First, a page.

Posted on July 3, 2020 at 7:07 am
Karen Prins | Category: For Your Home | Tagged , , , , , , , , , ,

Local Market Update – March 2020

The novel coronavirus (COVID-19) has not yet dampened demand in the housing market. Traffic at open houses remains heavy. Buyers who had waited last year for a drop in prices have now seen several months of home prices increases. With demand far outstripping supply and record low interest rates, the market heading into spring looks hotter than ever.

EASTSIDE

Buyers that may have been in wait-and-see mode at the end of 2019 jumped off the fence in February. Pending sales (offers accepted but not yet closed) jumped 27%, snapping up already-tight inventory. 55% of homes on the market sold in 15 days or less. The median home price jumped 9% over a year ago to $985,000, an increase of $58,000 from the prior month. Development on the Eastside continues to surge and includes the recent groundbreaking for a 600-foot tower in Bellevue and a proposed 11-acre mixed-use project.

VIEW FULL EASTSIDE REPORT

KING COUNTY

The tight housing market here got even tighter. There were 40% fewer homes on the market in King County in February than there were in January. The median home price rose 3% over the prior year to $675,000, up from $630,525 in January. With mortgage rates and the local unemployment rate both hitting record lows, demand isn’t likely to drop any time soon.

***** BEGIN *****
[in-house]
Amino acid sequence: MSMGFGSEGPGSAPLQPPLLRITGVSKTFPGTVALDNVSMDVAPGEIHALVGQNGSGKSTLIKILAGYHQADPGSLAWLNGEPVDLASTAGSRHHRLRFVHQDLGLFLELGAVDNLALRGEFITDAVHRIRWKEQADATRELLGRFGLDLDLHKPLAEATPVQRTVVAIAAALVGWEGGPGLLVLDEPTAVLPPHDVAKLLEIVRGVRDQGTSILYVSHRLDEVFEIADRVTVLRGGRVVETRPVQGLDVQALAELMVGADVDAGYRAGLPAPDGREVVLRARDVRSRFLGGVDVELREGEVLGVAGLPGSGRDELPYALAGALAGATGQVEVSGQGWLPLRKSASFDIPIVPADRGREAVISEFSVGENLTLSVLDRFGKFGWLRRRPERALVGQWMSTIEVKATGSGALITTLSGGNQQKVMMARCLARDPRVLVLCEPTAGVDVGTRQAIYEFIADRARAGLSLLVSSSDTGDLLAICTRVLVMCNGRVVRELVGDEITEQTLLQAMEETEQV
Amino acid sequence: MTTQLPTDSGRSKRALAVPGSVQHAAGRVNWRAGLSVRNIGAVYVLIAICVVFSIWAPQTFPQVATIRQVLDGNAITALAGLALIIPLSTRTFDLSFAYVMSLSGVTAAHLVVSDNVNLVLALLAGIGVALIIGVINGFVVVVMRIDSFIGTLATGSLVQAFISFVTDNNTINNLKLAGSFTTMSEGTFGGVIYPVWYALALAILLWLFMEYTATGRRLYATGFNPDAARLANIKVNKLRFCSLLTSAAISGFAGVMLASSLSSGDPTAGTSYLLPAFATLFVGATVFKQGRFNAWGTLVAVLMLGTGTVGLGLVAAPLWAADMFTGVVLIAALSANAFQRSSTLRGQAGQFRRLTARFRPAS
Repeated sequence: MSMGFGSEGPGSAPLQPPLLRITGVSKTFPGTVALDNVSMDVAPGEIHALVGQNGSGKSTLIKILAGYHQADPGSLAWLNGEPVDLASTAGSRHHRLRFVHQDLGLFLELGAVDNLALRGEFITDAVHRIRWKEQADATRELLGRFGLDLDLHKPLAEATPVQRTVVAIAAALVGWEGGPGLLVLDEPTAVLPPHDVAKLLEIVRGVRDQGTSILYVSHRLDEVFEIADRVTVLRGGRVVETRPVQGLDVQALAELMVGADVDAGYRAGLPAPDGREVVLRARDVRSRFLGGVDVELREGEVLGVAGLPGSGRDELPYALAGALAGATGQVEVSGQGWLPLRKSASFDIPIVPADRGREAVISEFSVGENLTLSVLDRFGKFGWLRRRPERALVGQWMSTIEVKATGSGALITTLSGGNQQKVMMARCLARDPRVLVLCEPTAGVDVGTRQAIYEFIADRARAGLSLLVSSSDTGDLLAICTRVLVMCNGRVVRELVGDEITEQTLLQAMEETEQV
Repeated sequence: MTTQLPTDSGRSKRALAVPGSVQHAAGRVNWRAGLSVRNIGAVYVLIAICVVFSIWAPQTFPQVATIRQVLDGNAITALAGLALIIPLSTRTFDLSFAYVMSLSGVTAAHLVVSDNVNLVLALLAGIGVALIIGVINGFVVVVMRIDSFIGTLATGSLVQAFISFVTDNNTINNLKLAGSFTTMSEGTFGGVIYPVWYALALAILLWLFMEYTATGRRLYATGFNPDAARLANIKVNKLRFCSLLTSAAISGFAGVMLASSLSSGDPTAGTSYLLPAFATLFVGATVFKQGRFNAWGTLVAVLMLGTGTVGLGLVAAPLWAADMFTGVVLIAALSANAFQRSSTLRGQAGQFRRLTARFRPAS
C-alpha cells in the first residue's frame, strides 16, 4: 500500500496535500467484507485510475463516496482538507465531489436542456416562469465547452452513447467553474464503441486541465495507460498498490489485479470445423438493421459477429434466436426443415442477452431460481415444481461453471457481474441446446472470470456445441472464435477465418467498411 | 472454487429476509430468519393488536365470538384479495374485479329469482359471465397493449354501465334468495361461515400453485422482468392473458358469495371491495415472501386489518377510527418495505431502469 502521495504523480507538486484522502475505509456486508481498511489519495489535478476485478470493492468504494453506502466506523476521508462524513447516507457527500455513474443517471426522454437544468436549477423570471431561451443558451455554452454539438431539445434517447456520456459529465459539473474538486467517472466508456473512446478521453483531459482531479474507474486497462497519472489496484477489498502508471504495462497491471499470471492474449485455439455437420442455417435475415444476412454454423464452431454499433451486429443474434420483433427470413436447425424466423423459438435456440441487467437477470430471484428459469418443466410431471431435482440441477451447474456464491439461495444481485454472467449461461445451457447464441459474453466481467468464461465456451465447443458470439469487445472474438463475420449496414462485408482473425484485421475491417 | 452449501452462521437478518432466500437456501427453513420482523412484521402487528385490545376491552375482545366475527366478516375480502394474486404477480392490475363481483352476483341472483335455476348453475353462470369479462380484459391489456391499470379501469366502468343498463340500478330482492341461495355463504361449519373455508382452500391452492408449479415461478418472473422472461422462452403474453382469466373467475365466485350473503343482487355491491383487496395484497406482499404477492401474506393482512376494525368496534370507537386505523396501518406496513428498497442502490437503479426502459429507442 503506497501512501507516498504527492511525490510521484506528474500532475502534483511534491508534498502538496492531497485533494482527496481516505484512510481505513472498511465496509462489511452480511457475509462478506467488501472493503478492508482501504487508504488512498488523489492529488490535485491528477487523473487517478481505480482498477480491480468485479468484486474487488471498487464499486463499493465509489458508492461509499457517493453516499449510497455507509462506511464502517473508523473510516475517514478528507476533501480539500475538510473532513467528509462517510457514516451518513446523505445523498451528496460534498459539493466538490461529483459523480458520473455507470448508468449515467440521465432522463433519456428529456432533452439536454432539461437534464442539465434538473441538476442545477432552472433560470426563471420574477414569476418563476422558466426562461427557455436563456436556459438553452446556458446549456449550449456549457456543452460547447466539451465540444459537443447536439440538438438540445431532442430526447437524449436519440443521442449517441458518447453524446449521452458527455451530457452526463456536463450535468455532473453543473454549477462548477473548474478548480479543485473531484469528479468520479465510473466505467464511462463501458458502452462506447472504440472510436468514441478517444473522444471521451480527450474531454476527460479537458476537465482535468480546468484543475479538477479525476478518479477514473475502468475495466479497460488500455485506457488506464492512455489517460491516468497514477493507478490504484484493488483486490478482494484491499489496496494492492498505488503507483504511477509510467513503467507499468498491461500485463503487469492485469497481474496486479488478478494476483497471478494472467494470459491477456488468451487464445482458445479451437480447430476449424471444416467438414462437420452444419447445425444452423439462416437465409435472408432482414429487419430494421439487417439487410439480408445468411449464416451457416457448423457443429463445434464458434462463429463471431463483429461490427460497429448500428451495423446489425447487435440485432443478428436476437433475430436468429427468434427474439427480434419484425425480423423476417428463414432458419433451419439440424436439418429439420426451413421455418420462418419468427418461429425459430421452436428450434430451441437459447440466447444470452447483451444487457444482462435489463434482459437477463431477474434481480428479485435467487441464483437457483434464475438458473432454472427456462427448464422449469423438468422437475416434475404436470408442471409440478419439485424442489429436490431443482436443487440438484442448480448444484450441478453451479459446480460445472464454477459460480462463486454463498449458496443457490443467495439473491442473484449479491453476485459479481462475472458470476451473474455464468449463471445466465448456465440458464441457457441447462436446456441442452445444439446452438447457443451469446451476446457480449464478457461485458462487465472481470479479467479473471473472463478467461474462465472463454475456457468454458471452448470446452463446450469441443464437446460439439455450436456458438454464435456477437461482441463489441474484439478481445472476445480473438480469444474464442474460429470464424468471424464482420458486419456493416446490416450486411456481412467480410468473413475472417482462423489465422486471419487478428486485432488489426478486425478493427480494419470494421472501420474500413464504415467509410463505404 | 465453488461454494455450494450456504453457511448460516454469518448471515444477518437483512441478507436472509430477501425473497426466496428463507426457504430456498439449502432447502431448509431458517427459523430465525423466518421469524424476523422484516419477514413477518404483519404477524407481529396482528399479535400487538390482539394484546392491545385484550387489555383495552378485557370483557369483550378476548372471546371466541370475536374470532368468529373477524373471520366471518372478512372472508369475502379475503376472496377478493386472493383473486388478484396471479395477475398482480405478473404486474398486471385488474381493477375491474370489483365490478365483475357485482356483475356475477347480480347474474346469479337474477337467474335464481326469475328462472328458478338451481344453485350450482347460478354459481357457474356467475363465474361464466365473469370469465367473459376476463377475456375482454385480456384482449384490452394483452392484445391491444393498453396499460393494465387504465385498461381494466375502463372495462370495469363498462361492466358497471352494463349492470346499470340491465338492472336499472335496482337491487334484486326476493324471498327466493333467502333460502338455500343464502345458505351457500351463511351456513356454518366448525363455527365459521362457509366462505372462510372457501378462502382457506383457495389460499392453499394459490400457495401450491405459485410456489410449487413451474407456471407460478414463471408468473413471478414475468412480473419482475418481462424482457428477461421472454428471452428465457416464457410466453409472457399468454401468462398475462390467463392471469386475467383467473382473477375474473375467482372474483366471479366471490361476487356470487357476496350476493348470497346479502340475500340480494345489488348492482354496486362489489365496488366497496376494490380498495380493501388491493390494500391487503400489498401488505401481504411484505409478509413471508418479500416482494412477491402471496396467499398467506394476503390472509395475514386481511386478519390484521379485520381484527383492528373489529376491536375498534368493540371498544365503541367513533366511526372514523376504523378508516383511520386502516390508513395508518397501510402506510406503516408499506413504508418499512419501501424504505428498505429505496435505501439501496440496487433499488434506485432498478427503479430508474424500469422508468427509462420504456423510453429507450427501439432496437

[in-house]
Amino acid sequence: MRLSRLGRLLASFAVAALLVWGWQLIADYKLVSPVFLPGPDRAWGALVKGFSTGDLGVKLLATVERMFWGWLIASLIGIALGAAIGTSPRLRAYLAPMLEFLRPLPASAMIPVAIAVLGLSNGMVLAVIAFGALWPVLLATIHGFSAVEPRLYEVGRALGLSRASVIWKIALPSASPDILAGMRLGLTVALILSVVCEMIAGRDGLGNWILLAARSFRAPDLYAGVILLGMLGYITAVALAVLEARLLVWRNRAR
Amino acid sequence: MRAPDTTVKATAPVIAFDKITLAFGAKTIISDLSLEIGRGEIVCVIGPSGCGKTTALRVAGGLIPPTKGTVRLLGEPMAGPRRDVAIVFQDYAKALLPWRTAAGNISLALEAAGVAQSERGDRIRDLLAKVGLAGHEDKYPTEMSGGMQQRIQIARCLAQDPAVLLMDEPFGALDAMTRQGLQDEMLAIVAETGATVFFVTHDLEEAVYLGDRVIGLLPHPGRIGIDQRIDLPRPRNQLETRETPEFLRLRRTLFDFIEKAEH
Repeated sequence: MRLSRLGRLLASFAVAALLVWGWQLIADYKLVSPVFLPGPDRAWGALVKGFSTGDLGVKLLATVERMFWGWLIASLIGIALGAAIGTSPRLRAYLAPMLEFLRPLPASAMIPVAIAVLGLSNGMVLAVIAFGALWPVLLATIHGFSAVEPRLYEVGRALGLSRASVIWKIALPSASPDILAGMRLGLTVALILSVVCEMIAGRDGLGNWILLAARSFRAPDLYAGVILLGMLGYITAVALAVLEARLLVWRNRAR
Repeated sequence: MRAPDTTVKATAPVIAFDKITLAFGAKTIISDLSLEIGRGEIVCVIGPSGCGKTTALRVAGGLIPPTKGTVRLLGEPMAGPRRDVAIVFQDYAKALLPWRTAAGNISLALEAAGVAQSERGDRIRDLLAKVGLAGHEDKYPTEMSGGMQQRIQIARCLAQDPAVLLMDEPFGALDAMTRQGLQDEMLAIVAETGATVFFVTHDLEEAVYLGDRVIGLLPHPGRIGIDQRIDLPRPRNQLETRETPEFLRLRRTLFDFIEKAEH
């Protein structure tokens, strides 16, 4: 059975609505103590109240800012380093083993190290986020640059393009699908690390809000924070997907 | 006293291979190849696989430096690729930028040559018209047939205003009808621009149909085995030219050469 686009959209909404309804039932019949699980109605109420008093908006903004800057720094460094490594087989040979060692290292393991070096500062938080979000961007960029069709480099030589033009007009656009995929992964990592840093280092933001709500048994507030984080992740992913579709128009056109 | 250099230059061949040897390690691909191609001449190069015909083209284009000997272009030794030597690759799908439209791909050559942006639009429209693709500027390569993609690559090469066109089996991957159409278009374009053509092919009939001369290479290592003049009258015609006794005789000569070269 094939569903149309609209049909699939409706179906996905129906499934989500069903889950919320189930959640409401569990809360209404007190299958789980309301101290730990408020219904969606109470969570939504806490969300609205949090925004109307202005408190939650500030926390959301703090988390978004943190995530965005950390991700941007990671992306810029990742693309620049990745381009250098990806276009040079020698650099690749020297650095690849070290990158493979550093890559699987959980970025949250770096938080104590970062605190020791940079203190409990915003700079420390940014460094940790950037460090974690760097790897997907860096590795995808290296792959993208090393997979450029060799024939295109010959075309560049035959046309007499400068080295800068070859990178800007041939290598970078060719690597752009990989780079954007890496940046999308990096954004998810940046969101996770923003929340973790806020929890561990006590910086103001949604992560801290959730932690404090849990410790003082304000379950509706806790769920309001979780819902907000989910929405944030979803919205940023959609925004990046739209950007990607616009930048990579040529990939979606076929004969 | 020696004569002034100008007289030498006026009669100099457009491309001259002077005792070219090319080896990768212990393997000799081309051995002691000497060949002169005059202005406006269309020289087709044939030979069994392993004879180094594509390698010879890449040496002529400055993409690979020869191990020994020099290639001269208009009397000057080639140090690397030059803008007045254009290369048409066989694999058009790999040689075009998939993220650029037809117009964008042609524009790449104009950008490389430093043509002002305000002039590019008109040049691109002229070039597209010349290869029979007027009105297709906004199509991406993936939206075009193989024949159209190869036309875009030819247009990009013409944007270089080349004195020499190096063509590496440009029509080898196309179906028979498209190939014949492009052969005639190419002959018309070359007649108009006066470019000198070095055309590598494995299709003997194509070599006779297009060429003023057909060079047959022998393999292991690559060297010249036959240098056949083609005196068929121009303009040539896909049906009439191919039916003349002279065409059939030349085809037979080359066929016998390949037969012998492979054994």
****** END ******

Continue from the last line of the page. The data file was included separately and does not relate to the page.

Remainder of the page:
VIEW FULL KING COUNTY REPORT

SEATTLE

With just six weeks of available inventory, competition for homes in Seattle remains fierce. Multiple offers were the norm, and 34% of homes purchased in February sold for over the listing price. The median price for a single-family home in February was $730,500, unchanged from a year ago and up from $719,950 in January.

VIEW FULL SEATTLE REPORT

SNOHOMISH COUNTY

The numbers in Snohomish County tell the story. There were 42% fewer listings in February than a year ago, and 42% more pending sales. With inventory at under a month of supply, there just aren’t enough homes to meet demand. That scarcity translated into higher prices, with the median price of a single-family home rising 8% over a year ago to $515,000.

VIEW FULL SNOHOMISH COUNTY REPORT


This post originally appeared on GetTheWReport.com

Posted on March 12, 2020 at 10:48 pm
Karen Prins | Category: Buying a Home, Local Market Update, Selling a Home | Tagged , , , , , , , , , , , ,

Seattle Home Sellers See Some of the Highest ROI in the Nation

 

As the housing boom continued to roar across the country and home prices soared in 2019, median home sales profits and returns-on-investment (ROI) achieved record highs, according to an annual year-end report from ATTOM Data Solutions.

Western states and metropolitan areas, especially those on the coast, continue to reap the highest returns on home sales. (In the report, returns are expressed both as a dollar amount and as a percentage and are factored by analyzing the difference between the median sales price of homes and the median sales price of the previous sale of those same homes.) Seattle is comfortably situated in the top five of 220 metro areas surveyed nationwide with an average of 65.6% return on investment. Seattle sellers’ ROI is nearly double the new nationwide average.

The other metros with the highest home seller ROIs are: San Jose, CA (82.8%), San Francisco, CA (72.8%), Merced, CA (63.2%) and Salem, OR (62.1%).